The Ateneo senior leaves the sport he loves dearly knowing he gave it all until the very end
By Klyde Manansala | Photos by Javier Lobregat
“A-sis-tio! A-sis-tio! A-sis-tio!”
It was surreal. And it was something new.
In his four years of playing for the Ateneo de Manila University Blue Eagles, Anton Asistio never knew the feeling of hearing his name being shouted at in chorus by a massive crowd. Until last Wednesday after the Blue Eagles went on to win their second straight UAAP title.
Being the lone graduating player in the roster, the sea of blue knew what they had to do. Asistio’s name resonated from the crowd. It was a moment that every player dreamed of, and he was living it.
Asistio’s tenure with Ateneo had been marked by feverish highs and dispiriting lows. He never ran the show nor did he receive the ball at the most crucial moments of a game. There were no great expectations expected of him. Nevertheless, he always had that same goal in his mind: play the game and help his team win. No more, no less.
The UAAP Season 81 champions Ateneo de Manila University Blue Eagles
But it wasn’t the case when he joined the lineup three seasons ago. In his first two years with the team, the 5’8” guard saw little playing time as he became a regular benchwarmer. He was so nailed onto the bench that he only scored six points in his first two seasons combined.
Given his relative lack of size and underdeveloped ball-handling skills, doubt swirled around his young career. “When I was in first year and second year, I made it to the lineup. That was my dream ever since I was a kid pero it wasn’t how I saw myself because I wasn’t really playing,” Asistio says.
Things got a little bit more shaky in his third year when his former coach and now UP mentor Bo Perasol turned him over to Team B. It was depressing, but who else was going to believe in him except himself? So Asistio fine-tuned his game and worked hard honorably to prove his place up with the big eagles.
“Instead of seeing it as a downgrade, I looked at it as an opportunity to get better kasi the fact that they sent me down means na may kulang pa ako as a player,” he says.
“He’s too short, he’s too weak, he’s too slow, and he can’t handle the ball.’ And this is all true, and he knows it. And so at least I had to give him a fair shot and tell him those things
During those times, Asistio played with a chip on his shoulder. He wasn’t trying to prove anything to anyone, except to himself that he belongs in the upper echelons of the game. Which is why when coach Tab Baldwin took over the reins in his senior year, he never felt discouraged after his bleak assessments. It only made him work harder.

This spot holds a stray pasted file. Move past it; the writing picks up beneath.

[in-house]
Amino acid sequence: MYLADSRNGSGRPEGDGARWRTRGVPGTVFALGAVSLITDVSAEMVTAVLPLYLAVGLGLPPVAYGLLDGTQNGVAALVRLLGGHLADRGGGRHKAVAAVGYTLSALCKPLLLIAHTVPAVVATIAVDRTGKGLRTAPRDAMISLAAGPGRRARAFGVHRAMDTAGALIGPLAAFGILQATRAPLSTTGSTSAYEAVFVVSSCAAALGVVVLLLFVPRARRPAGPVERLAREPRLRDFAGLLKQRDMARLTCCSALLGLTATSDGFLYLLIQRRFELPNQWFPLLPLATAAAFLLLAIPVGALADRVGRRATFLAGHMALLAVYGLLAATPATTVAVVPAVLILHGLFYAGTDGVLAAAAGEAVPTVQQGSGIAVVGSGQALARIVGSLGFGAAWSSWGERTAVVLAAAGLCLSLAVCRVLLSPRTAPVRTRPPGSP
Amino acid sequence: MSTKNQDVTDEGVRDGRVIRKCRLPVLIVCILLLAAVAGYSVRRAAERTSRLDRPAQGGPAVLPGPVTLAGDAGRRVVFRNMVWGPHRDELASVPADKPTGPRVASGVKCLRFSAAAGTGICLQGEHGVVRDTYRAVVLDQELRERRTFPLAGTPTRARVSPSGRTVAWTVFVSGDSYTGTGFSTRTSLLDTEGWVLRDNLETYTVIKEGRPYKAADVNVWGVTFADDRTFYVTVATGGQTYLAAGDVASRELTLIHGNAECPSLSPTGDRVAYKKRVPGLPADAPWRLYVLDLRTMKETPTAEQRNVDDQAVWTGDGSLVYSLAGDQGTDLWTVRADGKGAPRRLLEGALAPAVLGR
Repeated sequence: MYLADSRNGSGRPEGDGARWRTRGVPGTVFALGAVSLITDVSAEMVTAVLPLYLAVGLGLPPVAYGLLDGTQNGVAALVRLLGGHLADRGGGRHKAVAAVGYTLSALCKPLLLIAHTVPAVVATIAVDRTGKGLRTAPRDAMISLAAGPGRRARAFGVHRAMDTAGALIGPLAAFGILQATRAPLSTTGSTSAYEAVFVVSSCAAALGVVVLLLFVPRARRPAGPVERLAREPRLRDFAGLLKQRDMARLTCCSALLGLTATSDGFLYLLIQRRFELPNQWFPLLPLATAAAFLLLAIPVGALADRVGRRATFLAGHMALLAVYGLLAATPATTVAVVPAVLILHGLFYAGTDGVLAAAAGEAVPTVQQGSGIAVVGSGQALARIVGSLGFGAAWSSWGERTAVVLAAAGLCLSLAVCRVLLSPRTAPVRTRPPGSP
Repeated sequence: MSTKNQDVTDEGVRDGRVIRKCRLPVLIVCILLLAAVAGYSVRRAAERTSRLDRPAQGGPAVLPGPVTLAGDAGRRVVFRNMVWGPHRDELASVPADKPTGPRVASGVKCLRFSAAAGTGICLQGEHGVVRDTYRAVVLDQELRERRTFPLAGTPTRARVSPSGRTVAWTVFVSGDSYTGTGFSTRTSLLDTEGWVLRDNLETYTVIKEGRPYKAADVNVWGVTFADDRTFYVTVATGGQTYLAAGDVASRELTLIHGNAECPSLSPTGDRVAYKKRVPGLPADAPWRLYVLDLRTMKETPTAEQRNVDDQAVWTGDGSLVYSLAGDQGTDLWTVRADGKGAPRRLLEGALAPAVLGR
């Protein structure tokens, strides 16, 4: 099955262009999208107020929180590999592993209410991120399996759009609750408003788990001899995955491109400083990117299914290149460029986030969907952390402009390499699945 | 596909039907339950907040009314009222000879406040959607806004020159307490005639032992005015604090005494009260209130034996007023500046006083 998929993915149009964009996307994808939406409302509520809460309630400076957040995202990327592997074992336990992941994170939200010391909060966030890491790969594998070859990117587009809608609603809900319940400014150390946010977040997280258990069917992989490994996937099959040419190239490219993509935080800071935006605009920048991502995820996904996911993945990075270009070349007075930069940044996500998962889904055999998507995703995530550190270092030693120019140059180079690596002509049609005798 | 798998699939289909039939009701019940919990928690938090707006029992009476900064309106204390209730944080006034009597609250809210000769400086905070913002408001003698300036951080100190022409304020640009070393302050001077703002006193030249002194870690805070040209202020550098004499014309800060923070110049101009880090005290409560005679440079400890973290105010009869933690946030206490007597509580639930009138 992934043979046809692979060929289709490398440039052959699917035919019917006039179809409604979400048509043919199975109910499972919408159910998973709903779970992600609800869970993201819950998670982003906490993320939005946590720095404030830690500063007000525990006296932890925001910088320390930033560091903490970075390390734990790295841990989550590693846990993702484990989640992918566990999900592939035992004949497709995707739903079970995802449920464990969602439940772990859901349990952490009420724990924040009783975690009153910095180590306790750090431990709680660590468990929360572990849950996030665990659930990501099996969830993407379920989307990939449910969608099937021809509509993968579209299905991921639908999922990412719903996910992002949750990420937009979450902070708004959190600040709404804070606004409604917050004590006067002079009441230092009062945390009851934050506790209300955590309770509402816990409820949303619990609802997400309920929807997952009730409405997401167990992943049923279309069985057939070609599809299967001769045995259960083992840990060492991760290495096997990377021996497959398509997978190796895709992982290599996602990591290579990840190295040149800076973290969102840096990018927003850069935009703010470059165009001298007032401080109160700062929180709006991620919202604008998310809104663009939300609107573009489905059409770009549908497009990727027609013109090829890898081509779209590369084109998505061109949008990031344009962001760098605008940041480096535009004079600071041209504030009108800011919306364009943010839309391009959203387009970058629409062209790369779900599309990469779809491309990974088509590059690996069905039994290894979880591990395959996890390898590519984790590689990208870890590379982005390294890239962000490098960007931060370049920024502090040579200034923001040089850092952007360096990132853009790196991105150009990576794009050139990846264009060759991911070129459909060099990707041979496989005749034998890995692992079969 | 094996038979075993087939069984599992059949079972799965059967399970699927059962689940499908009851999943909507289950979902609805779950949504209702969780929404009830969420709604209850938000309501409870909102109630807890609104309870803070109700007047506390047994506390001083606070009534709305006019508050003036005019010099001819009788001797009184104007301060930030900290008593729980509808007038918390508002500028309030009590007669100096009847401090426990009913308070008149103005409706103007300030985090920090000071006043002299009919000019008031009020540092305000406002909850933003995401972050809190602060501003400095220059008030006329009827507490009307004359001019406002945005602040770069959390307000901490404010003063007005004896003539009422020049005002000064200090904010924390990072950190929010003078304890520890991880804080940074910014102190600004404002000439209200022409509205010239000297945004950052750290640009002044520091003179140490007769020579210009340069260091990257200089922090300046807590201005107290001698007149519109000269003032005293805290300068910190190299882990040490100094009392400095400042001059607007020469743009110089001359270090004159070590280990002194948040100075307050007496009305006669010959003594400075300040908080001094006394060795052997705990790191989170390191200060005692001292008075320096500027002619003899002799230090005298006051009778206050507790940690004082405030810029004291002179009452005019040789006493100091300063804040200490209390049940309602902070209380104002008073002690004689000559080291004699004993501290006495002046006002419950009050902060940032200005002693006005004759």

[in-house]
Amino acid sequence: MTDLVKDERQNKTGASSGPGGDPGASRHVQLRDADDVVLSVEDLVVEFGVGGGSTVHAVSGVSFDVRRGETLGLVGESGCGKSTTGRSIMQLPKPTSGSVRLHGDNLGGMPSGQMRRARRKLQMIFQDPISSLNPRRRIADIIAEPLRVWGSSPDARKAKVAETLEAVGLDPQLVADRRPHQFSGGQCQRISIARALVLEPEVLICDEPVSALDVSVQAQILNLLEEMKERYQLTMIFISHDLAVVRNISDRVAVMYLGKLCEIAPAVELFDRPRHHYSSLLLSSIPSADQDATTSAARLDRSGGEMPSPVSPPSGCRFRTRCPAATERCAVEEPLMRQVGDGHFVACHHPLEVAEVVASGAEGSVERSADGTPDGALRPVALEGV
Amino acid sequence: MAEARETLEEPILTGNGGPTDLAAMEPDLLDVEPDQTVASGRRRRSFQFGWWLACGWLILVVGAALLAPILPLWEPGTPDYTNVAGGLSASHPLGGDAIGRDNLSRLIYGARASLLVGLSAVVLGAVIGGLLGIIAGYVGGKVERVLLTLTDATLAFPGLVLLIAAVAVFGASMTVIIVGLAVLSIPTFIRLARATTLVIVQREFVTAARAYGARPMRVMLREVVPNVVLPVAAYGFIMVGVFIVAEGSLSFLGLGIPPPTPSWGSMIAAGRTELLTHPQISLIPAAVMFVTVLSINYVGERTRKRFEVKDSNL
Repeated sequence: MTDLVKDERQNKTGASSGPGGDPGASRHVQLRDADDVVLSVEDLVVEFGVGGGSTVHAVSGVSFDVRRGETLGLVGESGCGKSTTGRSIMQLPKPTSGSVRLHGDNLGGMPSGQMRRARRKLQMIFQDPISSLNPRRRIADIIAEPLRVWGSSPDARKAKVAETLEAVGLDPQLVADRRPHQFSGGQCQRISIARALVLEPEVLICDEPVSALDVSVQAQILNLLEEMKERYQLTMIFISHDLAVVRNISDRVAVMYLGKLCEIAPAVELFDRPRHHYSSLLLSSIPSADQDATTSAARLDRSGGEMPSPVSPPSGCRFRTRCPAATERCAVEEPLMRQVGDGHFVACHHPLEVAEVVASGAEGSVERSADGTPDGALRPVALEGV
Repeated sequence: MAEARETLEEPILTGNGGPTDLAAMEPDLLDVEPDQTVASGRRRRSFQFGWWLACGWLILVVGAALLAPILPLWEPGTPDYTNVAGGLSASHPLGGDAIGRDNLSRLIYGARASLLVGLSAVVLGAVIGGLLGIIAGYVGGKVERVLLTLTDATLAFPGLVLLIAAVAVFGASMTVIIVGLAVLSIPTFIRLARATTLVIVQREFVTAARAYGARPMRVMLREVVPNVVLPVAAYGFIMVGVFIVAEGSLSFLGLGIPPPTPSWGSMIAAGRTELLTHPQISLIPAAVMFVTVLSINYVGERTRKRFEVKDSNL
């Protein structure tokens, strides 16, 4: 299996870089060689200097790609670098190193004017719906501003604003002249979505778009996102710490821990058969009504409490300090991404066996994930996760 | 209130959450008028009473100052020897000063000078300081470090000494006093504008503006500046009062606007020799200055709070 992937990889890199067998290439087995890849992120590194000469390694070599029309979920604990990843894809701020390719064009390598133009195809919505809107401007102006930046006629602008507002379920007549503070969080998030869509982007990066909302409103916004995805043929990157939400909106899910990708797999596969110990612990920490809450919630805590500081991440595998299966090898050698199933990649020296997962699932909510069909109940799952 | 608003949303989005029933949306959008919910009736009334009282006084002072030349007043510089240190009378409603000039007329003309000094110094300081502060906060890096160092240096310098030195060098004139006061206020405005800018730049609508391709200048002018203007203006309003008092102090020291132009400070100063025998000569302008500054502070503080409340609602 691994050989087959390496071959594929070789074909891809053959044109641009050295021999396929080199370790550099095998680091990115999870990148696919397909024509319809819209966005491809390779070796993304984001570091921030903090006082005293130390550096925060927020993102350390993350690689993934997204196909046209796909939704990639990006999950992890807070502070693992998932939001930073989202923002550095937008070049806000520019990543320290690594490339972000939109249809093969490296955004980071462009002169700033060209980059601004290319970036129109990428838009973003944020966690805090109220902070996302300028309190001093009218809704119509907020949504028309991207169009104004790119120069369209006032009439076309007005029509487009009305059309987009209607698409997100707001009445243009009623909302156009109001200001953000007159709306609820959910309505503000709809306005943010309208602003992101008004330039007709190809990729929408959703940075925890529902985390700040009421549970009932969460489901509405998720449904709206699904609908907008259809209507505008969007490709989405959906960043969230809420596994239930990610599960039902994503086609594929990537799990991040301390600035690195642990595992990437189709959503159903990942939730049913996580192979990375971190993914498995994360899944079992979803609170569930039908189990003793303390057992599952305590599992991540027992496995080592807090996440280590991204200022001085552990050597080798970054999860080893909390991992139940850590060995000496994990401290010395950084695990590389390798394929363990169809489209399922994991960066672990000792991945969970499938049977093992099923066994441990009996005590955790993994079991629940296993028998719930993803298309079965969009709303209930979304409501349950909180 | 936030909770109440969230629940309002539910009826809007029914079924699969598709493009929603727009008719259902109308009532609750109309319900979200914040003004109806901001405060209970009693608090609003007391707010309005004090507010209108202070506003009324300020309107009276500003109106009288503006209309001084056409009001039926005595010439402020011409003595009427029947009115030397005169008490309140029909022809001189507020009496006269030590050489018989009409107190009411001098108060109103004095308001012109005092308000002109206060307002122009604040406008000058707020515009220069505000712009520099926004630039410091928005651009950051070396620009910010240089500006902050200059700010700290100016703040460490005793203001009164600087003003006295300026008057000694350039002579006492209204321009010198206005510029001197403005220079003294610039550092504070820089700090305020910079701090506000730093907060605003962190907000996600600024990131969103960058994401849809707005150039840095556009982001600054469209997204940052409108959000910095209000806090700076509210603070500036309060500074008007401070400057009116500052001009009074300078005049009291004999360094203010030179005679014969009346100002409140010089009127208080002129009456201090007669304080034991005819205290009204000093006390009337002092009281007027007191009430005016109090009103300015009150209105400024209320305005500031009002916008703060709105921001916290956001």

“The coaching staff were encouraging me, ‘Come on, Anton is a great shooter, he’s a great competitor, he’s not going to back down.’ And I’m like, ‘He’s too short, he’s too weak, he’s too slow, and he can’t handle the ball.’ And this is all true, and he knows it. And so at least I had to give him a fair shot and tell him those things,” Baldwin says.
Used to being called out for his shortcomings, Asistio used it as motivation instead to elevate his game and climb his way back up the Ateneo roster. Up there, along with Thirdy Ravena, Matt Nieto, and Isaac Go.
“Dati pa sinasabi sa akin ‘yun, before pa ako pumasok ng college, sinasabi na sa akin ‘yun. So what I did was, if it’s true, I should do something about it… I just worked on getting better,” Asistio admits.
“What did we end up with? We ended up with a guy who got in the weight room, changed his body, changed his mentality, continued to be a great shooter, became very dependable handling the ball, and is one of our more dependable defensive players
And that short, weak, and slow floor general wasn’t all word. He really did put in the work to make an impact on Baldwin’s system, offensively and defensively.
During the eliminations round, Asistio shot 45.2 percent from beyond the arc while averaging 7.6 points per outing—a complete career turnaround for someone who was once thought to be liability.
“What did we end up with? We ended up with a guy who got in the weight room, changed his body, changed his mentality, continued to be a great shooter, became very dependable handling the ball, and is one of our more dependable defensive players,” Baldwin says.
Now, from being considered by many as a handicap, Asistio will close out his college career as a champion.
“I would endorse this guy, I would back him in any endeavor because I believe in him so much. He’s a great kid, he’s a great young man, and he’s going to do great things in life. We’re very blessed to have him in our program.”
Asistio made it through the difficult seasons. Yet he eventually made it to the top. After all, everyone needs someone who will believe in their abilities. And Asistio found one within him.